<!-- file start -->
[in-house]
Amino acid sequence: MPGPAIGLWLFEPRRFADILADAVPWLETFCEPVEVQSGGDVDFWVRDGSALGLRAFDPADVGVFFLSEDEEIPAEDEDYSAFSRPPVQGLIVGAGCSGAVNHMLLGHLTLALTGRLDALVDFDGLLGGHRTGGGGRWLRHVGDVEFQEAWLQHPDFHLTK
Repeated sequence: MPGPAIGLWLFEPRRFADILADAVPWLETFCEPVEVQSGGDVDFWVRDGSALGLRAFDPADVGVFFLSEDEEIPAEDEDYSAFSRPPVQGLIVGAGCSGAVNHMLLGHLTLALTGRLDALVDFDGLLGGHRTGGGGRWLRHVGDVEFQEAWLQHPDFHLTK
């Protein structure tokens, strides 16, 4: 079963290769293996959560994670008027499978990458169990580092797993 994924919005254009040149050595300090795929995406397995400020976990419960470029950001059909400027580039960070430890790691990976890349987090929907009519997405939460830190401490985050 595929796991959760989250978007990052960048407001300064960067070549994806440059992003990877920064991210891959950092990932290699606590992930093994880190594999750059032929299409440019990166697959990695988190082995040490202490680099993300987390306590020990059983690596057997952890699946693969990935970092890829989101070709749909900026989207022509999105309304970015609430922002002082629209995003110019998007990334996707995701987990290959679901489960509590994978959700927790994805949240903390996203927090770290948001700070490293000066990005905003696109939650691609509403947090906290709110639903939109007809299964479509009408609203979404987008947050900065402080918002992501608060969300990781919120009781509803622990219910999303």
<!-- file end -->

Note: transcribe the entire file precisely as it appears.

[in-house]
Amino acid sequence: MPGPAIGLWLFEPRRFADILADAVPWLETFCEPVEVQSGGDVDFWVRDGSALGLRAFDPADVGVFFLSEDEEIPAEDEDYSAFSRPPVQGLIVGAGCSGAVNHMLLGHLTLALTGRLDALVDFDGLLGGHRTGGGGRWLRHVGDVEFQEAWLQHPDFHLTK
Repeated sequence: MPGPAIGLWLFEPRRFADILADAVPWLETFCEPVEVQSGGDVDFWVRDGSALGLRAFDPADVGVFFLSEDEEIPAEDEDYSAFSRPPVQGLIVGAGCSGAVNHMLLGHLTLALTGRLDALVDFDGLLGGHRTGGGGRWLRHVGDVEFQEAWLQHPDFHLTK
């Protein structure tokens, strides 16, 4: 079963290769293996959560994670008027499978990458169990580092797993 994924919005254009040149050595300090795929995406397995400020976990419960470029950001059909400027580039960070430890790691990976890349987090929907009519997405939460830190401490985050 595929796991959760989250978007990052960048407001300064960067070549994806440059992003990877920064991210891959950092990932290699606590992930093994880190594999750059032929299409440019990166697959990695988190082995040490202490680099993300987390306590020990059983690596057997952890699946693969990935970092890829989101070709749909900026989207022509999105309304970015609430922002002082629209995003110019998007990334996707995701987990290959679901489960509590994978959700927790994805949240903390996203927090770290948001700070490293000066990005905003696109939650691609509403947090906290709110639903939109007809299964479509009408609203979404987008947050900065402080918002992501608060969300990781919120009781509803622990219910999303």